Editor's Note: Today's Washington Post features an op-ed (below) from Jim Daly reflecting on his interview with Bono. To hear the entire Focus on the Family interview, please click here.
Why Orthodox Christians Should Appreciate an Unorthodox Bono
By Jim Daly, Updated: June 25, 2013
Recently, I had the chance to interview U2 front man Bono for a Focus on the Family broadcast airing June 25. To be sure, Bono is a unique rock star, as well-known for his activism in helping the people society often overlooks – the poorest of the poor, and those living with HIV and other diseases – as he is for his music.
What sometimes gets lost in the mix, however, is the motivation behind Bono’s work. It’s his very real Christian faith. So while I spent some of my time with Bono talking about his childhood, his role as husband and father, and even U2, it was his passion for helping others, and the reasons behind that sense of his Christian calling, that quickly drove our conversation.
As Bono spoke, the phrase from the Bible that ran through my mind was from the Epistle of James: “faith without works is dead” (2:26). In other words, don’t just talk the talk, walk the walk. It’s a basic tenet of Christian orthopraxy: following God and living by faith takes practice. And loving God and obeying His Word is nothing if not practical.
Bono was quick to point out during our conversation that Jesus launched His ministry by quoting the prophet Isaiah, a man who was clearly out of the mainstream of his day. Evoking Isaiah’s words, Jesus of Nazareth made clear that a drive against injustice of the world would be a significant part of His ministry:
“The Spirit of the Lord is upon me,
because he has anointed me
to proclaim good news to the poor.
He has sent me to proclaim liberty to the captives
and recovering of sight to the blind,
to set at liberty those who are oppressed,
to proclaim the year of the Lord’s favor” (Luke 4:18-19)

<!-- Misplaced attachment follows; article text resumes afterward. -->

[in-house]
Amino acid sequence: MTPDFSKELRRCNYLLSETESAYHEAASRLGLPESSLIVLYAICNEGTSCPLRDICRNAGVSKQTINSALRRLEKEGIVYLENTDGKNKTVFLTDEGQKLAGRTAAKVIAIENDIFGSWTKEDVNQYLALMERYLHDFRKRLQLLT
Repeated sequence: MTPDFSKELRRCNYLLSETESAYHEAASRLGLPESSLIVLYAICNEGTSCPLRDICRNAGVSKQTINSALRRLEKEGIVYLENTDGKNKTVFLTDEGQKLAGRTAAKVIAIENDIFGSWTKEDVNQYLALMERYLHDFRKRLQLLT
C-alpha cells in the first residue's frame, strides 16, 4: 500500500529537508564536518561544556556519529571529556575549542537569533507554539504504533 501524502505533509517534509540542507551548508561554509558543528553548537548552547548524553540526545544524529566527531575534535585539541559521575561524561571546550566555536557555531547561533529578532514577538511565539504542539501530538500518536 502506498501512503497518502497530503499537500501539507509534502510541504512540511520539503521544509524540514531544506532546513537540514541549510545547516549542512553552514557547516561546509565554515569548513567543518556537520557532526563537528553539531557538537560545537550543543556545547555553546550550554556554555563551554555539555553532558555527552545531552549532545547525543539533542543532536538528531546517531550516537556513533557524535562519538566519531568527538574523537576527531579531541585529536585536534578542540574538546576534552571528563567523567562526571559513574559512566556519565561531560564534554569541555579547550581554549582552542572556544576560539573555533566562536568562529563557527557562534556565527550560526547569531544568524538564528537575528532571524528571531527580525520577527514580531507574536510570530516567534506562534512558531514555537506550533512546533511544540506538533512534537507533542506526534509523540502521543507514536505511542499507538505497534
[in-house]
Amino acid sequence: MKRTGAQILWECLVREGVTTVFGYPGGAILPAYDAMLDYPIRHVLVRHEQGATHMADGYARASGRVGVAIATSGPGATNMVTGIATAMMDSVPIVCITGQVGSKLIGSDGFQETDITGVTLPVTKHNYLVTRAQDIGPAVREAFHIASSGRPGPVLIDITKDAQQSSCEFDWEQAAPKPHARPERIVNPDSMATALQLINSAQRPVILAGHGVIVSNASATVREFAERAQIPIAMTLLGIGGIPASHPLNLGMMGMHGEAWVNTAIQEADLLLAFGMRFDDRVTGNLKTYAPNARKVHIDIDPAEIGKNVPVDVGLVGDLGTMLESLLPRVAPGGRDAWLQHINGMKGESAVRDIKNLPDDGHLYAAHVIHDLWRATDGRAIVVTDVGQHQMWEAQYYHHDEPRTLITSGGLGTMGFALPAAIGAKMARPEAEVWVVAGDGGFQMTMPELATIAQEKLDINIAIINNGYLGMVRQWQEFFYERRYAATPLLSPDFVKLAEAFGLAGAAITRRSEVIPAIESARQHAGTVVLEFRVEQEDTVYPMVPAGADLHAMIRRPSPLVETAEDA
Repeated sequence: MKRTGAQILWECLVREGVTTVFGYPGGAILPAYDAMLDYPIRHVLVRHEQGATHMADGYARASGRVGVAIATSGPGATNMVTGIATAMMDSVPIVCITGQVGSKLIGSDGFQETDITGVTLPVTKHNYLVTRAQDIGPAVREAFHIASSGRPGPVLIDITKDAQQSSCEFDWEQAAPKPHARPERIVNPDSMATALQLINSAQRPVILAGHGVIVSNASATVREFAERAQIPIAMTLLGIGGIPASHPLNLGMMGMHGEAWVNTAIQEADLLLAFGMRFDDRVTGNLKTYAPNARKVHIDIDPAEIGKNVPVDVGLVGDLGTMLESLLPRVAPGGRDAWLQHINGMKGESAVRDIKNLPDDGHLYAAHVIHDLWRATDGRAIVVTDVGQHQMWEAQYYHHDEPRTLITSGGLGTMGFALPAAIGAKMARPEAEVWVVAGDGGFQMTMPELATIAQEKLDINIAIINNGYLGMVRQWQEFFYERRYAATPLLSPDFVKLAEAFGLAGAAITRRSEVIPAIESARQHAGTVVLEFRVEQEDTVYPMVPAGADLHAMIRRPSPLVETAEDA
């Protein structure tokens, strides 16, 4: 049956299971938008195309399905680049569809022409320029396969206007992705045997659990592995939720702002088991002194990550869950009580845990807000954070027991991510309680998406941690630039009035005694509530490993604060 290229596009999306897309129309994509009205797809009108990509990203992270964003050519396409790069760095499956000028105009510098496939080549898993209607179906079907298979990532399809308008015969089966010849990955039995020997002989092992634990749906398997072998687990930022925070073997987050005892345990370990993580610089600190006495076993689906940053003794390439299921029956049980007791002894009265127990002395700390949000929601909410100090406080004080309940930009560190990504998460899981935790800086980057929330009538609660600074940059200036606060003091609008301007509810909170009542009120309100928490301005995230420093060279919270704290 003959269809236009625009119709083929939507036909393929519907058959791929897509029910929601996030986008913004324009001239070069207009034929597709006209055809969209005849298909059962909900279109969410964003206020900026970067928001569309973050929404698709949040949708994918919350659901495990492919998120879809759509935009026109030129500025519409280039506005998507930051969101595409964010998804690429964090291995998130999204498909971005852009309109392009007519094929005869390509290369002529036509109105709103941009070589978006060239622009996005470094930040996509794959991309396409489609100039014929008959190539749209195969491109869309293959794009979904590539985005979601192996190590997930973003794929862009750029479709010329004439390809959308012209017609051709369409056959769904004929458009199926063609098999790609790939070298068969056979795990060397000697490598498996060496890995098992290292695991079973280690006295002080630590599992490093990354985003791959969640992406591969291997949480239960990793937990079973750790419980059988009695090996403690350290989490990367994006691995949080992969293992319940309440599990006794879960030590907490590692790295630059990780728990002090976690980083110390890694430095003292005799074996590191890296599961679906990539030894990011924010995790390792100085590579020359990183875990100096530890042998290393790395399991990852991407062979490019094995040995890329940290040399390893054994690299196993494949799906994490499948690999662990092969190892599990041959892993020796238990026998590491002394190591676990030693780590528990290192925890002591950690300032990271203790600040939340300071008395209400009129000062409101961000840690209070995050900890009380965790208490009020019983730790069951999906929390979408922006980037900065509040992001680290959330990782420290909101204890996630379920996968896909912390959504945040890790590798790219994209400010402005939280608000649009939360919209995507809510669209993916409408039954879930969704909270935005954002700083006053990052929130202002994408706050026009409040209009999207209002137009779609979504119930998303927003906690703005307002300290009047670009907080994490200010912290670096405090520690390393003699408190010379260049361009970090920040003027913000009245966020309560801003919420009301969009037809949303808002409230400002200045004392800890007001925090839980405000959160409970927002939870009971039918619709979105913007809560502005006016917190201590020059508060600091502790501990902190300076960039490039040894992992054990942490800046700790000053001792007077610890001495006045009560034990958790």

If you’re not actively embracing this theology – “in little or large ways,” as Bono put it – you’re simply not catching the vision of how Jesus wants us to engage our world. Certainly we’re called to serve the spiritual needs of others – but we’re also called to tend to people’s physical needs. All of it taken together is … love.
According to Bono, “The job of love is to realize potential. When you see lives squandered in the developing world because they cannot get access to medicines that we buy … or they can’t vaccinate their kids for measles, then you know something’s up. The job of love is to realize that potential.”
That’s why this pop idol, a man who could easily enjoy the spoils of his fame and fortune, instead chooses to go out and serve alongside other people consumed by the desire to help others.
The results birthed from such a collaboration can be staggering. As Bono shared in his recent participation in TEDTalks, there has been progress on poverty, accomplished thanks in part to The Global Fund and PEPFAR, the President’s Emergency Plan for AIDS Relief, a bipartisan effort.
- HIV: Since 2000, 8 million more people are on antiretroviral therapy (which prevents HIV transmission from mothers to babies)
- Malaria deaths are down 75 percent in eight countries of sub-Saharan Africa
- Child mortality (defined as children under 5) is down by 2.65 million per year – that’s 7,256 fewer kids dying every day.
- Extreme poverty (living on less than $1.25 per day) is dropping: 1990-2000 extreme poverty dropped from 43 percent of the world’s population to 33 percent; 2000-2010 it dropped from 33 percent to 21 percent; by 2030 it could drop to zero, if the trend continues
- Education: 51 million more children going to school since 2000 thanks in large part to debt relief and development assistance
All this because real people joined together for the common good.
So, yes, Bono may at times be a bit unorthodox in his approach, but he is quite orthodox in the areas that matter most – loving God and loving people.
Jim Daly is president of Focus on the Family and author of “ReFocus: Living a Life that Reflects God’s Heart.”
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